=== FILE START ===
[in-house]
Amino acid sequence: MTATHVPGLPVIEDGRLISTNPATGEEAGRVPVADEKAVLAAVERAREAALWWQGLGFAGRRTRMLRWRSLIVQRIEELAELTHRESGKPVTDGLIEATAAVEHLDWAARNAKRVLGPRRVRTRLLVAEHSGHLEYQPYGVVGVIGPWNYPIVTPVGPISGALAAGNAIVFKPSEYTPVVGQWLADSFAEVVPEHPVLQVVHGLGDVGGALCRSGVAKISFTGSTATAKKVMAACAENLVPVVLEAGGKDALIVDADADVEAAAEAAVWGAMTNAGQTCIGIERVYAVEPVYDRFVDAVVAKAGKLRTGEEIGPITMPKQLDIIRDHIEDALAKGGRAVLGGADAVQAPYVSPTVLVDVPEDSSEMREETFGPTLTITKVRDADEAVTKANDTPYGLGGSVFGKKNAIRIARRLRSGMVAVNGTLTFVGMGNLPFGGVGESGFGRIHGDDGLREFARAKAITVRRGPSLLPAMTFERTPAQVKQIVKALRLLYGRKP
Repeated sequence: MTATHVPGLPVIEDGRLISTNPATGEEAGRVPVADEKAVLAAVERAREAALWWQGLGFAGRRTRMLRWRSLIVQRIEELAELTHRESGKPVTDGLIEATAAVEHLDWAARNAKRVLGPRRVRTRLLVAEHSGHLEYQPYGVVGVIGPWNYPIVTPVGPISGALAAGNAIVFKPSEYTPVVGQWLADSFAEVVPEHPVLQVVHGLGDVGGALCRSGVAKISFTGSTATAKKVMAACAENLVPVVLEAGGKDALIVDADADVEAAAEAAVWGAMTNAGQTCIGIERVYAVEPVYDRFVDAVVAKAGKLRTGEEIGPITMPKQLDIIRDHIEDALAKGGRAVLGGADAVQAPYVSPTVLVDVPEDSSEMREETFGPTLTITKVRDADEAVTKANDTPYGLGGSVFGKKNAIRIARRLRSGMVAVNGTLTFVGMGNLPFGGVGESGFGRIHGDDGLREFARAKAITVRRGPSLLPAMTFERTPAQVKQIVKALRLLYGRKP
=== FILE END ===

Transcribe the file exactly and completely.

[in-house]
Amino acid sequence: MTATHVPGLPVIEDGRLISTNPATGEEAGRVPVADEKAVLAAVERAREAALWWQGLGFAGRRTRMLRWRSLIVQRIEELAELTHRESGKPVTDGLIEATAAVEHLDWAARNAKRVLGPRRVRTRLLVAEHSGHLEYQPYGVVGVIGPWNYPIVTPVGPISGALAAGNAIVFKPSEYTPVVGQWLADSFAEVVPEHPVLQVVHGLGDVGGALCRSGVAKISFTGSTATAKKVMAACAENLVPVVLEAGGKDALIVDADADVEAAAEAAVWGAMTNAGQTCIGIERVYAVEPVYDRFVDAVVAKAGKLRTGEEIGPITMPKQLDIIRDHIEDALAKGGRAVLGGADAVQAPYVSPTVLVDVPEDSSEMREETFGPTLTITKVRDADEAVTKANDTPYGLGGSVFGKKNAIRIARRLRSGMVAVNGTLTFVGMGNLPFGGVGESGFGRIHGDDGLREFARAKAITVRRGPSLLPAMTFERTPAQVKQIVKALRLLYGRKP
Repeated sequence: MTATHVPGLPVIEDGRLISTNPATGEEAGRVPVADEKAVLAAVERAREAALWWQGLGFAGRRTRMLRWRSLIVQRIEELAELTHRESGKPVTDGLIEATAAVEHLDWAARNAKRVLGPRRVRTRLLVAEHSGHLEYQPYGVVGVIGPWNYPIVTPVGPISGALAAGNAIVFKPSEYTPVVGQWLADSFAEVVPEHPVLQVVHGLGDVGGALCRSGVAKISFTGSTATAKKVMAACAENLVPVVLEAGGKDALIVDADADVEAAAEAAVWGAMTNAGQTCIGIERVYAVEPVYDRFVDAVVAKAGKLRTGEEIGPITMPKQLDIIRDHIEDALAKGGRAVLGGADAVQAPYVSPTVLVDVPEDSSEMREETFGPTLTITKVRDADEAVTKANDTPYGLGGSVFGKKNAIRIARRLRSGMVAVNGTLTFVGMGNLPFGGVGESGFGRIHGDDGLREFARAKAITVRRGPSLLPAMTFERTPAQVKQIVKALRLLYGRKP